01Java Intro

Information about 01Java Intro

Published on November 20, 2007

Author: Savina

Source: authorstream.com

Content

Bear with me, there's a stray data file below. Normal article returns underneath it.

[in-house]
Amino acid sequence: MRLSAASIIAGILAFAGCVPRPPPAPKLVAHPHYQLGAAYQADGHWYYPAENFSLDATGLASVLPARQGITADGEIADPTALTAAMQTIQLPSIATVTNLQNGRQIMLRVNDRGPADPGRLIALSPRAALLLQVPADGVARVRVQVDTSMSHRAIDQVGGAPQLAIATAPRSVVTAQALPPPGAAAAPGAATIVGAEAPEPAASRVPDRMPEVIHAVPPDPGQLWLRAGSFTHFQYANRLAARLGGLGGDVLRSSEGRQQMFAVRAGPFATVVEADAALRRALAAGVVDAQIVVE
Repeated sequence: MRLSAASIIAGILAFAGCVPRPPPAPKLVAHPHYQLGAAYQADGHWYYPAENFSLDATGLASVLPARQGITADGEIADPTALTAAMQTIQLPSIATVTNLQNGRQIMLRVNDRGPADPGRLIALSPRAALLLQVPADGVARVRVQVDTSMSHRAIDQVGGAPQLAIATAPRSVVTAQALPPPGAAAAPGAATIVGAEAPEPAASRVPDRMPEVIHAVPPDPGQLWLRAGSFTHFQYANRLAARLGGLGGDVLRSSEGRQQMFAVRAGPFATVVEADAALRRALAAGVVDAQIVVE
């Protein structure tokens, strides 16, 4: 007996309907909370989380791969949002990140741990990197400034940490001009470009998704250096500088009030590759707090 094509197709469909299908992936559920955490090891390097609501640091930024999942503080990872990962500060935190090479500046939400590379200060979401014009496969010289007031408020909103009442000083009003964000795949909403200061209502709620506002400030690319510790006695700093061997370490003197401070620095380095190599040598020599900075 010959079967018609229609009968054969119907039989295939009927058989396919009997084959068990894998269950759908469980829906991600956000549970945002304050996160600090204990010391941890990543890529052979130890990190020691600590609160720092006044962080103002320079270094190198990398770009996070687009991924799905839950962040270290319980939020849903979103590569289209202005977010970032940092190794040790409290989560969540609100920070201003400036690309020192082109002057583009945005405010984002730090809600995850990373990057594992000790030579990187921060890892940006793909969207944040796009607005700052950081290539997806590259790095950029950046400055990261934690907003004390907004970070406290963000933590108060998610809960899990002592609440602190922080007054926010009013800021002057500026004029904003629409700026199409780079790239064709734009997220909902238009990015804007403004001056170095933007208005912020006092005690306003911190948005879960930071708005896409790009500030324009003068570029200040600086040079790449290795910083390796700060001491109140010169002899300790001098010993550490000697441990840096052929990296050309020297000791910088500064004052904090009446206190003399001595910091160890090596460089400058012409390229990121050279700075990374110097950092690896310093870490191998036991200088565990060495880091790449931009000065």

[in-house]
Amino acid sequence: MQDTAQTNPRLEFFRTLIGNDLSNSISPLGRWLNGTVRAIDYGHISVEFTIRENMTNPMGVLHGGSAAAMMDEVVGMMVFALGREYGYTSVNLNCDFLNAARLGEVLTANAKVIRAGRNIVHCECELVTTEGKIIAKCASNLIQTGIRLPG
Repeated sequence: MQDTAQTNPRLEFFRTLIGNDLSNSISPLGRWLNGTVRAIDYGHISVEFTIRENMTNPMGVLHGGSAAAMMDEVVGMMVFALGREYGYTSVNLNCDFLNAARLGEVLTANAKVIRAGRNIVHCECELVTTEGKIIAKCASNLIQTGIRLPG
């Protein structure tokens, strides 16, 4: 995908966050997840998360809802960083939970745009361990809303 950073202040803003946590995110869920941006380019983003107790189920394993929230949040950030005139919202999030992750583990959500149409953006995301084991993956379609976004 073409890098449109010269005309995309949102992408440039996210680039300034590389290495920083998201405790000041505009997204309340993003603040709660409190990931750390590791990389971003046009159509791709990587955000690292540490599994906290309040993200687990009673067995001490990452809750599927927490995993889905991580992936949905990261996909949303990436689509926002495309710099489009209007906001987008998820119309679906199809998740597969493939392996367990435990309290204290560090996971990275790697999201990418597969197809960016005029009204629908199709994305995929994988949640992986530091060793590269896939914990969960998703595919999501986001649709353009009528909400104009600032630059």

Java is Web-Enabled?:  Java is Web-Enabled? Myth: Java is only for the Web Java “applets” run in Web pages Java “applications” run stand-alone Current usage (roughly) Client (applet): 5% Desktop (application): 45% Server (servlets/JSP/EJB): 50% Java is Safe?:  Java is Safe? Truth: Restrictions on permissible operations can be enforced No “raw” memory manipulation (directly or indirectly). Thus, it is easy to identify prohibited operations. Applets, by default, prohibited from: Reading from the local disk Writing to the local disk Executing local programs Opening network connections other than to HTTP server Discovering private info about user (username, directories, OS patch level, applications installed, etc.). Java is Cross-Platform?:  Compile Time Run Time Java is Cross-Platform? Truth: Java programs can compile to machine-independent bytecode Truth: All major operating systems have Java runtime environments Most bundle it (Solaris, MacOS, Windows 2000, OS/2) Java is Cross-Platform?:  Java is Cross-Platform? Myth: Safety and machine independence can be achieved with no performance penalty Current systems are about 20% slower than C++ Upcoming releases claim to lower or eliminate that gap Expect the gap to stay at 10% or more Myth: Java is interpreted Early releases were interpreted Many major “Just in Time” (JIT) compilers HotSpot and “native” compilers even faster (IBM, Symantec, TowerJ, etc.) Java is Cross-Platform?:  Truth: Java has a portable graphics library “Native look & feel” -- Java 1.1 UI controls adapt to OS Myth: The graphics library has everything most applications need. AWT (Java 1.0 and 1.1) was weak. JFC/Swing (Java 2) much more complete and powerful. Java is Cross-Platform? Java is Cross-Platform?:  Java is Cross-Platform? Myth: Write Once Run Anywhere Cross-platform code can be achieved, but you must test on all platforms you will deliver on. Java applications can execute local code The graphics library behaves slightly differently on different platforms The behavior of the thread scheduler is only loosely defined Myth: Java will kill Microsoft There is also no longer immediate danger of the reverse (Microsoft killing Java) Microsoft wavered between trying to fight Java and joining it and making money by dominating the market. With .NET, they are back to fighting it again. Java is Simple?:  Java is Simple? Truth: Java greatly simplifies several language features Java has automatic memory management Does Windows and takes out the garbage No dangling pointers. No memory leaks. A problem for real-time programs Java simplifies pointer handling No explicit reference/dereference operations Everything is a pointer (like Lisp) No makefiles No header files C++ syntax streamlined Java is Powerful?:  Java is Powerful? Truth: Java has a rich set of standard libraries Networking Threads (lightweight processes) Distributed objects Database access Graphics: GUI controls and drawing Data structure library Arbitrary precision integral and fixed-point arithmetic Digital signatures Serialization (transmitting/reassembling data structures) File and stream compression Java is Powerful?:  Java is Powerful? Myth: Java will increase programmer productivity for all applications by XXX%. Myth: Java will kill C++ Myth: All software should be written in Java Unix utilities: C Small/medium Windows-only programs: Visual Basic String parsing: Perl High-performance, single-platform OO systems: C++ Air traffic control, aircraft flight software: Ada Knowledge-based systems: Lisp/CLOS Key Java Packages and Protocols:  Key Java Packages and Protocols Core Technologies JDBC RMI Jini (Device Networking) JavaBeans Swing Java 2D Standard Extensions Servlets and JavaServer Pages (JSP) Enterprise Java Beans Java 3D Java Packages and Protocols: JDBC (Java DataBase Connectivity):  Java Packages and Protocols: JDBC (Java DataBase Connectivity) Standardizes mechanism for making connection to database server Requires server-specific driver on client. No change to server. Standardizes mechanism for sending queries Either regular or parameterized queries (stored procedures) Standardizes data structure of query result Assumes relational data, so data structure is a table Does not standardize SQL syntax Queries are simply strings Server extensions and enhancements supported Java Packages and Protocols: Remote Method Invocation (RMI):  Java Packages and Protocols: Remote Method Invocation (RMI) Built-in Distributed Object Protocol RMI lets a developer access a Java object and manipulate it in the normal manner. Behind the scenes, each function call really goes over the network to a remote object. Arbitrary Java data structures can be sent over the network with little or no special packaging, due to Java’s “serialization” mechanism Similar to a simplified CORBA, but restricted to Java-to-Java communication Jini RMI-based protocol for self-documenting services. Allows real “plug and play” devices -- no separate drivers Jury is out on eventual success. Security and industry adoption are open questions. Java Packages and Protocols: JavaBeans:  Java Packages and Protocols: JavaBeans JavaBeans is to Java as ActiveX is to Visual C++. Lets you package a Java program as a software “component” Visual tools can modify/manipulate it without knowing anything about it in advance For example, you can drop a Bean into Visual Café, IBM VisualAge for Java, Inprise (Borland) JBuilder, Sybase PowerJ, Metrowerks CodeWarrior, Sun JavaWorkshop, etc., and it is automatically available from their tool palette for drag-and-drop development Better security and portability than ActiveX More ActiveX components available Java Packages and Protocols: Swing:  Java Packages and Protocols: Swing Standard GUI-control (widget) library in Java 2 Many more built-in controls Much more flexible and customizable Includes many small features aimed at commercial applications Tooltips, tabbed panes, on-line help, HTML support, dockable toolbars, multi-document interface, etc. Look and feel can be changed at run time Java Packages and Protocols: Servlets and JavaServer Pages (JSP):  Java Packages and Protocols: Servlets and JavaServer Pages (JSP) Servlets: Java’s answer to CGI Efficient: thread, not process, per request Convenient: HTTP headers, cookies, etc. Powerful: persistence, session tracking, etc. Secure: no buffer overflows or shell escapes Supported by virtually all Web servers: Native support: Netscape/iPlanet, IBM WebSphere, Oracle 8i/9i and Oracle Application Server, BEA WebLogic, Silverstream, Sapphire/Web, etc. Via add-on engine: Apache, Microsoft IIS and Personal WebServer, Netscape FastTrack, O’Reilly WebSite, StarNine WebSTAR for MacOS, etc. JavaServer Pages (JSP) Convenient and efficient way to combine servlets and HTML. Portable alternative to ASP & ColdFusion. Java Packages and Protocols: Enterprise JavaBeans (EJB):  Java Packages and Protocols: Enterprise JavaBeans (EJB) EJBs are to server components what regular JavaBeans are to application components Standardizes access to services like load balancing, persistence, failover, etc. Builds on JavaBeans, CORBA, and RMI “under the hood” Potentially accessible via non-Java programs Application Servers Supporting EJB BEA WebLogic, IBM WebSphere, Netscape, Oracle, Progress SW Apptivity, NetDynamics, Sybase, Bluestone Saphire/Web etc. Basic Hello World Application:  Basic Hello World Application “Application” is Java lingo for a stand-alone Java program Note that the class name and the filename must match A file can contain multiple classes, but only one can be declared public, and that one’s name must match the filename File HelloWorld.java: public class HelloWorld { public static void main(String[] args) { System.out.println("Hello, world."); } } Basic Hello World Application (Continued):  Basic Hello World Application (Continued) Compiling: javac HelloWorld.java Running: java HelloWorld Output: Hello, world. Command Line Arguments:  Command Line Arguments File ShowArgs.java: public class ShowArgs { public static void main(String[] args) { for(int i=0; i<args.length; i++) { System.out.println("Arg " + i + " is " + args[i]); } } } Command Line Arguments, Results:  Command Line Arguments, Results Compiling and Running: > javac ShowArgs.java > java ShowArgs fee fie foe fum Arg 0 is fee Arg 1 is fie Arg 2 is foe Arg 3 is fum Basic Hello WWW Applet:  Basic Hello WWW Applet File HelloWWW.java: import java.applet.Applet; import java.awt.*; public class HelloWWW extends Applet { public void init() { setBackground(Color.gray); setForeground(Color.white); setFont(new Font("SansSerif", Font.BOLD, 30)); } public void paint(Graphics g) { g.drawString("Hello, World Wide Web.", 5, 35); //5=left, 35=bottom } } Basic Hello WWW Applet (Continued):  Basic Hello WWW Applet (Continued) File HelloWWW.html: <!DOCTYPE HTML PUBLIC "-//W3C//DTD HTML 4.0 Transitional//EN"> <HTML> <HEAD> <TITLE>HelloWWW: Simple Applet Test.</TITLE> </HEAD> <BODY> <H1>HelloWWW: Simple Applet Test.</H1> <APPLET CODE="HelloWWW.class" WIDTH=400 HEIGHT=40> <B>Error! You must use a Java enabled browser.</B> </APPLET> </BODY> </HTML> Basic Hello WWW Applet (Continued):  Basic Hello WWW Applet (Continued) Compiling: javac HelloWWW.java Running: Load HelloWWW.html in a Java-enabled browser Customizing Applets with PARAM:  Customizing Applets with PARAM import java.applet.Applet; import java.awt.*; public class Message extends Applet { private int fontSize; private String message; public void init() { setBackground(Color.black); setForeground(Color.white); fontSize = getSize().height - 10; setFont(new Font("SansSerif", Font.BOLD, fontSize)); // Read heading message from PARAM entry in HTML. message = getParameter("MESSAGE"); } public void paint(Graphics g) { if (message != null) g.drawString(message, 5, fontSize+5); } } Customizing Applets with PARAM, cont.:  Customizing Applets with PARAM, cont. <!DOCTYPE HTML PUBLIC "-//W3C//DTD HTML 4.0 Transitional//EN"> <HTML> <HEAD> <TITLE>The Message Applet</TITLE> </HEAD> <BODY BGCOLOR="WHITE"> <H1>The <CODE>Message</CODE> Applet</H1> <P> <APPLET CODE="Message.class" WIDTH=325 HEIGHT=25> <PARAM NAME="MESSAGE" VALUE="Tiny"> <B>Sorry, these examples require Java</B> </APPLET> <P> <APPLET CODE="Message.class" WIDTH=325 HEIGHT=50> <PARAM NAME="MESSAGE" VALUE="Small"> <B>Sorry, these examples require Java</B> </APPLET> ... </BODY> </HTML> Customizing Applets with PARAM, Result:  Customizing Applets with PARAM, Result Summary:  Summary Java is a complete language, supporting both standalone applications and Web development Java is compiled to bytecode and can be run on any platform that supports a Java Virtual Machine Java 2 Platform is available in a Standard Edition, Enterprise Edition, or Micro Edition Compiling: use “javac” Executing standalone programs: use “java” Executing applets: load HTML file in browser